Kropek from Nagcarlan, Philippines

Kropek is often eaten as an appetizer, with a vinegar and chili dipping sauce, sometimes as accompaniment at drinking sessions, or paired with a meal. There are a lot of local brands which sell different varieties of kropek. Some of the more well-known brands in the Philippines are La La Fish Crackers and Oishi prawn crackers, fish crackers, and fish kropeck. Oishi, a Philippines-based company that has expanded across Asia, is one of the biggest Filipino and Asian companies.

Production centres

Sun-drying krupuk at Karimun Jawa island.
Sun-drying krupuk at Indramayu, West Java.

In Indonesia, major production centres of krupuk are usually coastal fishing towns. Sidoarjo in East Java,[19] Cirebon in West Java, Karimun Jawa island, Padang, Palembang and Medan in Sumatra, Bangka Island, Samarinda and Pontianak in Kalimantan, and Makassar in Sulawesi are major producers of krupuk, and many recipes originate from there.

Some inland towns are also famous as krupuk production centres, such as Bandung, Garut and Malang. Although they usually do not produce seafood-based krupuk as their coastal town counterparts. Most krupuk producers traditionally are modest home industries. However, today there is a dilemma among krupuk factories, whether to shift to automation through modern machinery but have to lay-off some of their workers, or continue producing in traditional ways but lack in producing capacity.[20]

Most of the coastal towns in Malaysia such as Mukah, Malacca Town, Pangkor Island and Lumut produce keropok from large scale manufacturing to small scale home factories.

See also



  1. ^ kurupuk (Sundanese), kerupuk (Indonesian), keropok (Malay), kroepoek (Dutch) or kropek (Tagalog)


  1. ^ Adrian Vickers (3 November 2005). A History of Modern Indonesia. Cambridge University Press. pp. 190–. ISBN 978-1-139-44761-4.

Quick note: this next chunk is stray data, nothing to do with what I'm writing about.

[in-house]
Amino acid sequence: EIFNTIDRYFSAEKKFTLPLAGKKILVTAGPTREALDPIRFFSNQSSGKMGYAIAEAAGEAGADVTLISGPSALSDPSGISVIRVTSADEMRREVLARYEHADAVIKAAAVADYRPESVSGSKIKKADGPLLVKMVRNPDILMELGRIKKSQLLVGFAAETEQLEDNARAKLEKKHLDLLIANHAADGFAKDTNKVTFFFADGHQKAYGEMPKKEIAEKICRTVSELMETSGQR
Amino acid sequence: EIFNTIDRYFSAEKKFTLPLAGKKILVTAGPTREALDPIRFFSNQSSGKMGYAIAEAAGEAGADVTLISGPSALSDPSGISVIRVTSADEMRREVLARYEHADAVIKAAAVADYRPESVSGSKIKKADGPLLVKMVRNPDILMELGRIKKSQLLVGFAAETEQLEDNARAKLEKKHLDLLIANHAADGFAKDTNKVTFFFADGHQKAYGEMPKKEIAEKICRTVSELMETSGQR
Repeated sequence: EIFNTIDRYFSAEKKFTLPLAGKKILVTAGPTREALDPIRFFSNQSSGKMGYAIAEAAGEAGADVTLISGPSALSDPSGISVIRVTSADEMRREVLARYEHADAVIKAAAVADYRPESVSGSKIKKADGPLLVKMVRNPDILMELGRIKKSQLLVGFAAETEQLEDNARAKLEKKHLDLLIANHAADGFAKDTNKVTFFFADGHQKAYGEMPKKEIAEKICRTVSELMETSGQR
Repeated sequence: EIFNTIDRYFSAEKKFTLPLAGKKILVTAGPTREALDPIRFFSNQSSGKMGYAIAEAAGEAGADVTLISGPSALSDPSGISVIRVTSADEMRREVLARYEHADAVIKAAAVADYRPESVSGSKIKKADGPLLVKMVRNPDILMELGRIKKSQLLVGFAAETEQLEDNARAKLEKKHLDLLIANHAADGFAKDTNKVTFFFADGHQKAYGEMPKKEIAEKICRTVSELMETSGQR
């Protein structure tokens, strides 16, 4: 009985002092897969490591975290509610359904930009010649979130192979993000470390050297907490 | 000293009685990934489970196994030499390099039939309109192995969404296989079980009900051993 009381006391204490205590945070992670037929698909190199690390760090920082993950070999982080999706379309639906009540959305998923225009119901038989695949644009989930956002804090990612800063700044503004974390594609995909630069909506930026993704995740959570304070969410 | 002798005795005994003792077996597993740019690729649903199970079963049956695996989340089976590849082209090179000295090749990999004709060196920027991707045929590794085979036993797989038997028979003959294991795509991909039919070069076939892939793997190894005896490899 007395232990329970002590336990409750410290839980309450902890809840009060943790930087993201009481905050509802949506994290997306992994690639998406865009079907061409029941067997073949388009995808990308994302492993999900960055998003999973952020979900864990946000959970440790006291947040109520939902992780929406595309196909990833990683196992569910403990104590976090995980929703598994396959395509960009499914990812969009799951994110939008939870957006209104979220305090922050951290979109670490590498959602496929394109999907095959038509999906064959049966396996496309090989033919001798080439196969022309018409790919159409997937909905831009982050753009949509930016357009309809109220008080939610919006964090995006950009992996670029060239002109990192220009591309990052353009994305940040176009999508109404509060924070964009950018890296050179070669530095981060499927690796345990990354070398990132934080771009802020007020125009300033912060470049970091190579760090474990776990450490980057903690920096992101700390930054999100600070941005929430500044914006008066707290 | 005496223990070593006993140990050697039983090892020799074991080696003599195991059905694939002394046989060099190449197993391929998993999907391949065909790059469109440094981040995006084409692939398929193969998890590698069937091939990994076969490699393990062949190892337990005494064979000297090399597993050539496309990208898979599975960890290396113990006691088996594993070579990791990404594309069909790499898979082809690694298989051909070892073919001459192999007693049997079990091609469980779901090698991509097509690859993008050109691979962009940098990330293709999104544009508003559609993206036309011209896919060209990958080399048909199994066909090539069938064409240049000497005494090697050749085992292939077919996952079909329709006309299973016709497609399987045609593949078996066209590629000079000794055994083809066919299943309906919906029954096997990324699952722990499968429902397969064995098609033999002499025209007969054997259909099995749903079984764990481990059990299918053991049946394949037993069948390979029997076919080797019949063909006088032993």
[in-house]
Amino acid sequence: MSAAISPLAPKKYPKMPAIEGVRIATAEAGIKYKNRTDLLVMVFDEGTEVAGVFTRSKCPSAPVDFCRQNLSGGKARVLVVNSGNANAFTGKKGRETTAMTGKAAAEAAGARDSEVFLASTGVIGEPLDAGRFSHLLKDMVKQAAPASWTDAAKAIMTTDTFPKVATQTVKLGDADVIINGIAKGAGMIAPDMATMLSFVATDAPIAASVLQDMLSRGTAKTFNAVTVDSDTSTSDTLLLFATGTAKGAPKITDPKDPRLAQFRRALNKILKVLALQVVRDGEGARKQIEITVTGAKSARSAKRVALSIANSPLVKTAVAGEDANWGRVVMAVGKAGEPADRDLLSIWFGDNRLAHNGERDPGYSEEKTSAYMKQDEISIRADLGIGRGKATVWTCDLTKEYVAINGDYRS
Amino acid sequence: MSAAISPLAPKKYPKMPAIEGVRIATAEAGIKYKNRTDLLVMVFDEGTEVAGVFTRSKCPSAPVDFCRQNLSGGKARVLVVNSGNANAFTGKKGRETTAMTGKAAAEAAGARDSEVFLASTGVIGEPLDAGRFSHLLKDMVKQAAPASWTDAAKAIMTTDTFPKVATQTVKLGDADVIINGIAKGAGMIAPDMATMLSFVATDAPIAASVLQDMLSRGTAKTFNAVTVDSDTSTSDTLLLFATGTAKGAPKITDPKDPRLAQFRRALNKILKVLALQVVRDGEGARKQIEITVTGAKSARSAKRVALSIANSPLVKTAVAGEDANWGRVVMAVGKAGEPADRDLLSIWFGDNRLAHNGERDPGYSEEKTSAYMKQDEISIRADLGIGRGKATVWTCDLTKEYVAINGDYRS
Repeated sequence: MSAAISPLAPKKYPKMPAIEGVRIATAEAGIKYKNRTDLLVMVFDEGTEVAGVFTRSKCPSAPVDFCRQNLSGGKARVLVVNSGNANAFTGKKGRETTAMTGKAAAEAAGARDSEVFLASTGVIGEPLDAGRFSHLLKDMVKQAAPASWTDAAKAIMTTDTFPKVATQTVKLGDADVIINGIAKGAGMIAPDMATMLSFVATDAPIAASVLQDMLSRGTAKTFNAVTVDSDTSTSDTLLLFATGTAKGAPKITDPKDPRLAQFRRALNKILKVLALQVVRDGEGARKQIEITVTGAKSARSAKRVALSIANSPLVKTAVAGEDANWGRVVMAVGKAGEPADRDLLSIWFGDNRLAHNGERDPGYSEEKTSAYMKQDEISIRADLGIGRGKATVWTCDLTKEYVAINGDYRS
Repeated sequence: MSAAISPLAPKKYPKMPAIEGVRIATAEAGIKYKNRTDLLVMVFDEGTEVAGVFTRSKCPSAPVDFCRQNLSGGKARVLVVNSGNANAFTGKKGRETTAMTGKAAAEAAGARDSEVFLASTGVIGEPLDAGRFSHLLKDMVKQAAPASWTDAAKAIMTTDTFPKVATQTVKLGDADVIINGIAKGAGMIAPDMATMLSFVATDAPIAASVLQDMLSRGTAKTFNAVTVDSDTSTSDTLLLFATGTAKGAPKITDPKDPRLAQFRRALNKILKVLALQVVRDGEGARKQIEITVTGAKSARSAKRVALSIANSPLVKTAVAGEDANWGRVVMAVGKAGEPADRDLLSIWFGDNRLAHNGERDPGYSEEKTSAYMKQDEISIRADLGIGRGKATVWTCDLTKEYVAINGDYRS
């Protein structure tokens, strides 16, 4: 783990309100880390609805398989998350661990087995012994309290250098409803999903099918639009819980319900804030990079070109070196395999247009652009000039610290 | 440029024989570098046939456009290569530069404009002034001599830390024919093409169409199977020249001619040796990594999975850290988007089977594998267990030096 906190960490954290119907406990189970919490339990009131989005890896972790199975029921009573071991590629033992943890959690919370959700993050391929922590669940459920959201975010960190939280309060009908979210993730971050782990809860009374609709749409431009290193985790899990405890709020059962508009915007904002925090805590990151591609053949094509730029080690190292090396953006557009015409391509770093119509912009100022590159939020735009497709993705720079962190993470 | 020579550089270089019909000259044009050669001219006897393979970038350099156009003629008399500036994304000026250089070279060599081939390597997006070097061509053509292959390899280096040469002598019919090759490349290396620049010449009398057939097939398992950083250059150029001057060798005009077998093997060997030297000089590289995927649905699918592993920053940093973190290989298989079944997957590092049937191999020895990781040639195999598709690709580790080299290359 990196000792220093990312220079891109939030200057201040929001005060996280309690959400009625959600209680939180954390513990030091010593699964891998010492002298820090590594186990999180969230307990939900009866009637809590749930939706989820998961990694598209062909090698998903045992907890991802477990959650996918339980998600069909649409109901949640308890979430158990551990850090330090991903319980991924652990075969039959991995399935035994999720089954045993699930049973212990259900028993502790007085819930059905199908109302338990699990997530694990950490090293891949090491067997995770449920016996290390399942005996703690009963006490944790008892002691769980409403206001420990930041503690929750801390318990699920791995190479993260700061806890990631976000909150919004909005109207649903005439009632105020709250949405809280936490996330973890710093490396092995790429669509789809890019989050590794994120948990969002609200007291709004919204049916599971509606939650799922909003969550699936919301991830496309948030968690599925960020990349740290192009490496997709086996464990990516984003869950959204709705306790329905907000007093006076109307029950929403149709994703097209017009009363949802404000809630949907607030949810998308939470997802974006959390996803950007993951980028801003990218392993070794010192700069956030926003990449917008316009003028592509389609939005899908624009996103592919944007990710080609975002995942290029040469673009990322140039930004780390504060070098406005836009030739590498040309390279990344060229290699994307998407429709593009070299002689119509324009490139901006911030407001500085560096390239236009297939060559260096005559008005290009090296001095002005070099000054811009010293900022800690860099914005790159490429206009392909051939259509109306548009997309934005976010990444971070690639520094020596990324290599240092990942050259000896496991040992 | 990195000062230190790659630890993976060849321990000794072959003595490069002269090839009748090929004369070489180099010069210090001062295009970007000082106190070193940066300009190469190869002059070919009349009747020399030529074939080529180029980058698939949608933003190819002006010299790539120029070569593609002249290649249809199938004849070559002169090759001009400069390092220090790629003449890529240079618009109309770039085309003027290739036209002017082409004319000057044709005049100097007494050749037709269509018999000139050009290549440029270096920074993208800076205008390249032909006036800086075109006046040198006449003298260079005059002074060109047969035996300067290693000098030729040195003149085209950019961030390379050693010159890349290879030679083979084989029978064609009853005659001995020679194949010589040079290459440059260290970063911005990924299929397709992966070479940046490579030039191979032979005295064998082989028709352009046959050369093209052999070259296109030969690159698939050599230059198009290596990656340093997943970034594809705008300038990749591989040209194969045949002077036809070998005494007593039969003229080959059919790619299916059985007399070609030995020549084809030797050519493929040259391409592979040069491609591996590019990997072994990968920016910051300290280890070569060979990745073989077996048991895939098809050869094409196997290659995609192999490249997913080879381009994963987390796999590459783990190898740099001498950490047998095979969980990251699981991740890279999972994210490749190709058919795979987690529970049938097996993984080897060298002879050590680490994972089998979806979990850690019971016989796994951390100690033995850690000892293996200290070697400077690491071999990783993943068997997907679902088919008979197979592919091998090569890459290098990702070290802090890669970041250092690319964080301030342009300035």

2. ^ a b c Wirayudha, Randy (31 August 2017). "Kriuk Sejarah Kerupuk". Historia - Majalah Sejarah Populer Pertama di Indonesia (in Indonesian). Retrieved 11 October 2020.
  3. ^ a b "Indonesia sells 35 containers of kerupuk at Thaifex 2016". The Jakarta Post. Retrieved 30 August 2021.
  4. ^ Poerwadarminta, WJS. Bausastra.
  5. ^ "A Guide to Dutch Indonesian Cuisine". Awesome Amsterdam. Archived from the original on 6 July 2014. Retrieved 15 August 2014.
  6. ^ Indonesian Regional Food and Cookery: Prawn cracker
  7. ^ Karina Armadani (19 December 2014). "Kuliner Tradisional: Menikmati Pedasnya Seblak Khas Bandung". CNN Indonesia (in Indonesian).
  8. ^ "Aneka Kerupuk Indonesia". bangmuzh. 26 March 2022.
  9. ^ Aisyah, Yuharrani (23 November 2020). "Resep Kerupuk Gendar dari Nasi Sisa, Tanpa Garam Bleng dan Penyedap". (in Indonesian). Retrieved 11 March 2024.
  10. ^ Izan, Khaerul. "Kerupuk melarat kuliner khas Cirebon yang tercipta saat masa sulit". (in Indonesian). Retrieved 7 May 2023.
  11. ^ "Krupuk Petis Udang". (in Indonesian). Central Java Government. Retrieved 7 May 2023.
  12. ^ "Kerupuk Siput Gonggong Khas Tanjungpinang". Kepritoday (in Indonesian). 24 July 2014. Retrieved 8 October 2023.
  13. ^ "Kerupuk Telur Asin Brebes Laris Manis hingga Luar Negeri". (in Indonesian). PanturaPost. Retrieved 8 May 2023.
  14. ^ "Resep Kerupuk Udang dan 6 Tips Cara Mudah Membuatnya yang Bikin Ketagihan | bangmuzh". 26 March 2022.
  15. ^ Krupuk Udang Finna
  16. ^ "myReal Pulau Pangkor Prawn Crackers by Lumut Crackers Sdn. Bhd".
  17. ^ Su-Lyn Tan; Mark Tay (2003). Malaysia & Singapore. Lonely Planet. pp. 149–. ISBN 978-1-74059-370-0.
  18. ^ Pat Foh Chang (1999). Legends and history of Sarawak. Chang Pat Foh. ISBN 978-983-9475-07-4.
  19. ^ "Sidoarjo Cracker Industry". 4 November 2010. Archived from the original on 3 October 2015. Retrieved 3 November 2014.
  20. ^ "Krupuk A bite-size problem". The Jakarta Post. Retrieved 30 August 2021.